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We’ve known how to cure malaria since the 1600s, so why does the disease still kill hundreds of thousands every year? It’s more than just a problem of medicine, says journalist Sonia Shah. A look into the history of malaria reveals three big-picture challenges to its eradication. Photos: Adam Nadel.
The developed world holds up the ideals of capitalism, democracy and political rights for all. Those in emerging markets often don't have that luxury. In this powerful talk, economist Dambisa Moyo makes the case that the west can't afford to rest on its laurels and imagine others will blindly follow. Instead, a different model, embodied by China, is increasingly appealing. A call for open-minded political and economic cooperation in the name of transforming the world.
Iran and Israel: two nations with tense relations that seem existentially at odds. But for all their antagonistic rhetoric, there is a recent hidden history of collaboration, even friendship. In an informative talk, Trita Parsi shows how an unlikely strategic alliance in the past could mean peace in the future for these two feuding countries.
Trust is on the decline, and we need to rebuild it. That’s a commonly heard suggestion for making a better world … but, says philosopher Onora O’Neill, we don’t really understand what we're suggesting. She flips the question, showing us that our three most common ideas about trust are actually misdirected. (Filmed at TEDxHousesofParliament.)
It often seems like federal-level politicians care more about creating gridlock than solving the world's problems. So who's actually getting bold things done? City mayors. So, political theorist Benjamin Barber suggests: Let's give them more control over global policy. Barber shows how these "urban homeboys" are solving pressing problems on their own turf -- and maybe in the world.
By 2050, it will take 100 billion land animals to provide the world's population with meat, dairy, eggs and leather goods. Maintaining this herd will take a huge, potentially unsustainable toll on the planet. What if there were a different way? In this eye-opening talk, tissue engineering advocate Andras Forgacs argues that biofabricating meat and leather is a civilized way to move past killing animals for hamburgers and handbags.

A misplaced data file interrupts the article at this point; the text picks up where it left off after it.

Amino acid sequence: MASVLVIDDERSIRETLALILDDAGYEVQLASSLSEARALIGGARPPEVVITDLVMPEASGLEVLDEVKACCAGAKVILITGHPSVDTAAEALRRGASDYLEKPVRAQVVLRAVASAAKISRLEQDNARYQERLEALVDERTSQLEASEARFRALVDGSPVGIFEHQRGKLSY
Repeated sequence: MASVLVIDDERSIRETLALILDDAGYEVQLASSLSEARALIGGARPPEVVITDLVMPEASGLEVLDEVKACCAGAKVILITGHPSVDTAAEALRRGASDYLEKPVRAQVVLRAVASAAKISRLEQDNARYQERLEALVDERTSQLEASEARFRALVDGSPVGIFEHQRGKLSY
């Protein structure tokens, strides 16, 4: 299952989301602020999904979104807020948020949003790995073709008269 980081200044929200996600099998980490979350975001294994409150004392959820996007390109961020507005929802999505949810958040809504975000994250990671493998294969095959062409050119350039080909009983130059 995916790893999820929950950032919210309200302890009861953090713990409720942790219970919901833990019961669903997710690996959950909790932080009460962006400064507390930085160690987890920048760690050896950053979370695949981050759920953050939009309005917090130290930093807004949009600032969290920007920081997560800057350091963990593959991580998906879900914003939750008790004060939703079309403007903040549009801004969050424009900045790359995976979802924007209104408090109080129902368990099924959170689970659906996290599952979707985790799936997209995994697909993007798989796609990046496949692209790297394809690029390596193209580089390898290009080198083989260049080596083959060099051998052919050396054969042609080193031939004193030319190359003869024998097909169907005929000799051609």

Ecologist Lian Pin Koh makes a persuasive case for using drones to protect the world's forests and wildlife. These lightweight autonomous flying vehicles can track animals in their natural habitat, monitor the health of rainforests, even combat crime by detecting poachers via thermal imaging. Added bonus? They're also entirely affordable.
For the young and unemployed in the world's big cities, dreams of opportunity and wealth do come true -- but too often because they're heavily recruited by terrorist groups and other violent organizations. Human rights advocate Mohamed Ali draws on stories from his native Mogadishu to make a powerful case for innovation incubators for our cities' young and ambitious.
Recent events have highlighted, underlined and bolded the fact that the United States is performing blanket surveillance on any foreigner whose data passes through an American entity -- whether they are suspected of wrongdoing or not. This means that, essentially, every international user of the internet is being watched, says Mikko Hypponen. An important rant, wrapped with a plea: to find alternative solutions to using American companies for the world's information needs.
Up to 100,000 people died in drug-related violence in Mexico in the last 6 years. We might think this has nothing to do with us, but in fact we are all complicit, says Yale professor Rodrigo Canales in this unflinching talk that turns conventional wisdom about drug cartels on its head. The carnage is not about faceless, ignorant goons mindlessly killing each other but is rather the result of some seriously sophisticated brand management.
The past decade has seen slow and steady economic growth across the continent of Africa. But economist Charles Robertson has a bold thesis: Africa's about to boom. He talks through a few of the indicators -- from rising education levels to expanded global investment (and not just from China) -- that lead him to predict rapid growth for a billion people, sooner than you may think.
It's an unexpected side effect of globalization: problems that once would have stayed local—say, a bank lending out too much money—now have consequences worldwide. But still, countries operate independently, as if alone on the planet. Policy advisor Simon Anholt has dreamed up an unusual scale to get governments thinking outwardly: The Good Country Index. In a riveting and funny talk, he answers the question, "Which country does the most good?" The answer may surprise you (especially if you live in the US or China).